Mr. Webb: I am grateful for my hon. Friend's comment. With his background in local government, he understands far better than I do the arcane niceties of local authority funding. I hope that the Minister responds to that point when she sums up.

I was setting out how South Gloucestershire has coped. It has coped by spending £7 million above its education SSA this year. With capping in place--various versions of it, at least--that means cutting other services. That in turn means that I get letters from pensioners asking why they are paying for social services when they used not to, and it means raiding the reserves, but I regret to say that the reserves are pretty nearly empty.

The other services are in many respects underfunded rather than overfunded, and the only conclusion is that things cannot continue as they are. South Gloucestershire cannot go on raiding its reserves and cutting other services. Any allowances that the Minister can make tonight to deal with some of the injustices in the formula will be gratefully received.

I am not asking that South Gloucestershire be moved to the top of the table, or even the middle. I am simply asking that some manifest injustices, especially the use of out-of-date figures on primary school pupils, be corrected. I hope that the Minister will send us home tonight with a message for the children of South Gloucestershire that, at long last, under this Government the funding for their education will soon be put on a proper footing.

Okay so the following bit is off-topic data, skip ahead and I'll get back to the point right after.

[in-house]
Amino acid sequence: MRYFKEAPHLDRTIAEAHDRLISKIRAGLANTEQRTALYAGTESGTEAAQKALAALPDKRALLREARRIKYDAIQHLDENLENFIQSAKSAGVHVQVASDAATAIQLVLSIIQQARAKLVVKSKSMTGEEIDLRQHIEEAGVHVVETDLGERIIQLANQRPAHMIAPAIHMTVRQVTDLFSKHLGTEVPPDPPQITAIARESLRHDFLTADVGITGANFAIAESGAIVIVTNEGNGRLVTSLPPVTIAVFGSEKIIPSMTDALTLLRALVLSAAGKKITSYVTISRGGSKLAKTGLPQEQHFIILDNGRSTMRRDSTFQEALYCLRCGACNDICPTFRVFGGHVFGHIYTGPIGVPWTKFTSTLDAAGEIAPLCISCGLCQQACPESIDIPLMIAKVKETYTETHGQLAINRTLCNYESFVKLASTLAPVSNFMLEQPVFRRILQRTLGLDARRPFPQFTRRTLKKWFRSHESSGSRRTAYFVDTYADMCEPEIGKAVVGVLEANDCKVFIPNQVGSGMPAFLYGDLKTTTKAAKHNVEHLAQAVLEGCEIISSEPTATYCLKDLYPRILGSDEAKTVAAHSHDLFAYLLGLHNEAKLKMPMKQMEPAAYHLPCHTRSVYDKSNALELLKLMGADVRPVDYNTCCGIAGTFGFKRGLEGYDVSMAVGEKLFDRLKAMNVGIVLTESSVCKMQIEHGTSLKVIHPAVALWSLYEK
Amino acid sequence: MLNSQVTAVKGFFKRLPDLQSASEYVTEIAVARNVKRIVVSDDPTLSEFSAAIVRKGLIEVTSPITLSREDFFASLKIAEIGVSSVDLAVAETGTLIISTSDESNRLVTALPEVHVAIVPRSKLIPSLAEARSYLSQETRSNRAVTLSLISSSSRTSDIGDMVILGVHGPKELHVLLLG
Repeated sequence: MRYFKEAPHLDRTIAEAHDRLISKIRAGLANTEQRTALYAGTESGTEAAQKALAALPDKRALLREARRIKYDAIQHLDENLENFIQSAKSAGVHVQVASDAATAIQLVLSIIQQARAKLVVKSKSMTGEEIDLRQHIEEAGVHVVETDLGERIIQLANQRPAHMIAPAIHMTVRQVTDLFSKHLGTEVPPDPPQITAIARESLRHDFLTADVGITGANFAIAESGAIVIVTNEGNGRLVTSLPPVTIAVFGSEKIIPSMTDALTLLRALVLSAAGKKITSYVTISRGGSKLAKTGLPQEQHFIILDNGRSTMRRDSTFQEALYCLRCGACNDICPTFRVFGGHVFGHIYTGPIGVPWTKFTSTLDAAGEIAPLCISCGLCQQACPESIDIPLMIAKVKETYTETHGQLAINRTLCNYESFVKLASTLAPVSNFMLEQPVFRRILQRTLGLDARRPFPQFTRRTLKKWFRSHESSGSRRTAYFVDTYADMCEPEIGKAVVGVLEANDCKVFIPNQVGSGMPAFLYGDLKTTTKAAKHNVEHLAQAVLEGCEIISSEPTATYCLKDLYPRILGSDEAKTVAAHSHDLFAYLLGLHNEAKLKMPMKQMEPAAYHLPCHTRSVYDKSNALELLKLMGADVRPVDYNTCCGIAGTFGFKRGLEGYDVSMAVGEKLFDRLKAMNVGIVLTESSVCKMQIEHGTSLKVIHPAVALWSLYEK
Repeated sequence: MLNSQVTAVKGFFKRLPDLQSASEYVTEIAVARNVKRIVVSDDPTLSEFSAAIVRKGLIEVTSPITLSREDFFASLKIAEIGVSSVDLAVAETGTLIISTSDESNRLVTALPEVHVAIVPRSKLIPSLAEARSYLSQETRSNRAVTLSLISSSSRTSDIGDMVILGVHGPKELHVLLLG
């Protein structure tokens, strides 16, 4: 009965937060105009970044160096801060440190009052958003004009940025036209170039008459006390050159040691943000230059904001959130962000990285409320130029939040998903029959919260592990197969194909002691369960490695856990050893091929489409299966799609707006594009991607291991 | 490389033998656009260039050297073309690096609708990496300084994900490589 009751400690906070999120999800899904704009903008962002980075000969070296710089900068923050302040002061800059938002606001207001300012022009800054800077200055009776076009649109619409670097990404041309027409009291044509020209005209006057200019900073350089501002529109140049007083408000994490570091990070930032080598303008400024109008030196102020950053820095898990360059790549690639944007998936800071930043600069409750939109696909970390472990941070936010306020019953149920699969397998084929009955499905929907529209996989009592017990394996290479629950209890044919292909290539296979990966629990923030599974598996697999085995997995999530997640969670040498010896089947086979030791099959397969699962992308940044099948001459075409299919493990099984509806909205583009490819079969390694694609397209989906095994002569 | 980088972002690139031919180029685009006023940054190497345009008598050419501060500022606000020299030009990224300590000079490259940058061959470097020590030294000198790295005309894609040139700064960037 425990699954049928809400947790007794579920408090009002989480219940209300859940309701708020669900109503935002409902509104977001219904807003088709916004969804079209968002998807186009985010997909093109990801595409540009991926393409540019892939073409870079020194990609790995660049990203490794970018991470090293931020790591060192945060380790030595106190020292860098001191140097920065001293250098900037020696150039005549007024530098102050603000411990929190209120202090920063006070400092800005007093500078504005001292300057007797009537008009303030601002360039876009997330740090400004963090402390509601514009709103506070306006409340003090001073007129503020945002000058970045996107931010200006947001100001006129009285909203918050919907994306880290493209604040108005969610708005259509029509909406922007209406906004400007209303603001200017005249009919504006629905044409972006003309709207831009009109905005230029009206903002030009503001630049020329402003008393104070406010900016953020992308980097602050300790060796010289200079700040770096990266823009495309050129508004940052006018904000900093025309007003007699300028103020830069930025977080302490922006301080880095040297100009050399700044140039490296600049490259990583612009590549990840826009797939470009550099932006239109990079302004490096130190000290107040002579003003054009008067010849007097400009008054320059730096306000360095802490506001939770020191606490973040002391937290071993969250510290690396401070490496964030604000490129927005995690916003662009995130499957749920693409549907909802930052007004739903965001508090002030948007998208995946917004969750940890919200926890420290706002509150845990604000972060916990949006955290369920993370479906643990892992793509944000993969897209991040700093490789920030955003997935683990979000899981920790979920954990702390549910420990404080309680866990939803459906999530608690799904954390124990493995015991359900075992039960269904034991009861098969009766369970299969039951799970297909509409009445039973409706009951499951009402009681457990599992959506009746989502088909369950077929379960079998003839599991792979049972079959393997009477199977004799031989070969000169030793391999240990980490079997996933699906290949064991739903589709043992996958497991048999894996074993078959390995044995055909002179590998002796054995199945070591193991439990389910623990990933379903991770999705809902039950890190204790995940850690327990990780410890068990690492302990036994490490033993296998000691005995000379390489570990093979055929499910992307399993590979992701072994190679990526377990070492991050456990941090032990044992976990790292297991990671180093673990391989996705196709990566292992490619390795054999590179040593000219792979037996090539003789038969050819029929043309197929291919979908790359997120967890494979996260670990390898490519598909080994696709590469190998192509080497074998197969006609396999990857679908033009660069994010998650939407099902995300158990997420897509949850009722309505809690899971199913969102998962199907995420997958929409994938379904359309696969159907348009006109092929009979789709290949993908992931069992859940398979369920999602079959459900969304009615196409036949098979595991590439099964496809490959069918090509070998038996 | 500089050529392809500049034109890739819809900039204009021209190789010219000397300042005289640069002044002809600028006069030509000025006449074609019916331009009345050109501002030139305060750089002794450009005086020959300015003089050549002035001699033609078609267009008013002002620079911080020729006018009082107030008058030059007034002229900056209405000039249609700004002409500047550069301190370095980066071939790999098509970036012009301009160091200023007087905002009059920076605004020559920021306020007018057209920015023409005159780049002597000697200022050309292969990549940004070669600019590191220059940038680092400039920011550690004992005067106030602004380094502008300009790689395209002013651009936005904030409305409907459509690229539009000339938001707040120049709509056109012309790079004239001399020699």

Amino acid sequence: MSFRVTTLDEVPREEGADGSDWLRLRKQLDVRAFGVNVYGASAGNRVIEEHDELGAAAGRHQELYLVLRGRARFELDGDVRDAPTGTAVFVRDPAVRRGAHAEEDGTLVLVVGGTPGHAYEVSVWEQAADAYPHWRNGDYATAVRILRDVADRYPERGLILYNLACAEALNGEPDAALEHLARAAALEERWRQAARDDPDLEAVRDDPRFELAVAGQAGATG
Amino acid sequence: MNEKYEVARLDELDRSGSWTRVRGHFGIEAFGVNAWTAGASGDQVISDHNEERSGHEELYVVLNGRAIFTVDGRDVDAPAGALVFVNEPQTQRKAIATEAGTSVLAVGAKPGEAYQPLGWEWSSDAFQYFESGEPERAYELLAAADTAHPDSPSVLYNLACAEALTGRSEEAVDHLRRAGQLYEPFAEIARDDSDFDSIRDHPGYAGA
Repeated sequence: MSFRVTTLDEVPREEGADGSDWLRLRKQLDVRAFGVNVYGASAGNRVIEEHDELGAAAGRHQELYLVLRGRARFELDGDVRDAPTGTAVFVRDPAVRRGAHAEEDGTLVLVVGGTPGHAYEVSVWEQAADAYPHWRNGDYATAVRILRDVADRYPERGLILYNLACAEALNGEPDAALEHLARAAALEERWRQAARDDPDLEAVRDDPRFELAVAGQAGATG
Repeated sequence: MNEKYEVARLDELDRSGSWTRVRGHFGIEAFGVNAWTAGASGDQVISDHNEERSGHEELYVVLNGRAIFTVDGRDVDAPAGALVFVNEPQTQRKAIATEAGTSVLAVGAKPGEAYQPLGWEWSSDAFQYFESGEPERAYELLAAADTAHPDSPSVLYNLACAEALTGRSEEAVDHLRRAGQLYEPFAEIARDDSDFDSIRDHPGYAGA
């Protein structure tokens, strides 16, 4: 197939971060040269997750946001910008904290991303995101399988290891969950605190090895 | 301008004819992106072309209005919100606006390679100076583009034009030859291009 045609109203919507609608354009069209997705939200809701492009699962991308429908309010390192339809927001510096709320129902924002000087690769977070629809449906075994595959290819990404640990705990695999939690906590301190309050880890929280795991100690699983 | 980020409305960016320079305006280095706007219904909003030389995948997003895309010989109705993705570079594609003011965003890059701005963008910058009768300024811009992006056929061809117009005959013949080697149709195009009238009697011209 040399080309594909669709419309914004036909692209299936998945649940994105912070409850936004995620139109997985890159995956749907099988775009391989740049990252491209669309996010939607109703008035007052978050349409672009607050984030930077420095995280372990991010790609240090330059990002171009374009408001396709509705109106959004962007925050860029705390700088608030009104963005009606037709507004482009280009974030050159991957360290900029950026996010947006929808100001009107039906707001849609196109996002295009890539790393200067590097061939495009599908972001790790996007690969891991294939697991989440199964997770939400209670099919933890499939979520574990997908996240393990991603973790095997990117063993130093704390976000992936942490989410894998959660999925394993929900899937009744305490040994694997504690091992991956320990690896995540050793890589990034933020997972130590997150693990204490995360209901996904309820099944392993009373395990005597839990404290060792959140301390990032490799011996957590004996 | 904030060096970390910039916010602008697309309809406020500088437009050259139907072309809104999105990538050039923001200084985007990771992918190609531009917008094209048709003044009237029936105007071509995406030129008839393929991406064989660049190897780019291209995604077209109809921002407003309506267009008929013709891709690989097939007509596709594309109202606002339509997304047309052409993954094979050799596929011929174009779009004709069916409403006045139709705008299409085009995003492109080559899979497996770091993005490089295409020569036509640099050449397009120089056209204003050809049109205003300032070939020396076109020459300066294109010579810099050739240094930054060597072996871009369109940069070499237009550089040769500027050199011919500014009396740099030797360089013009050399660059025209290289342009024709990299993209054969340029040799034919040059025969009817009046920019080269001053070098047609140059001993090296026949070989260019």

9 pm

Mr. Roger Berry (Kingswood): I congratulate the hon. Member for Northavon (Mr. Webb) on securing this debate and on an excellent speech. I agree, I think, with everything that he said. The issue is extremely important to his constituents, my constituents--three-quarters of whom reside in South Gloucestershire--and the constituents of my hon. Friends the Members for Bristol, North-West (Dr. Naysmith) and for Wansdyke (Dan Norris). We have all made representations to Ministers on this and related issues. Indeed, on one occasion we managed to write a joint letter--all in the tradition of Labour and Liberal Democrat Members of Parliament agreeing to get rid of tribalism and to co-operate with and listen to each other.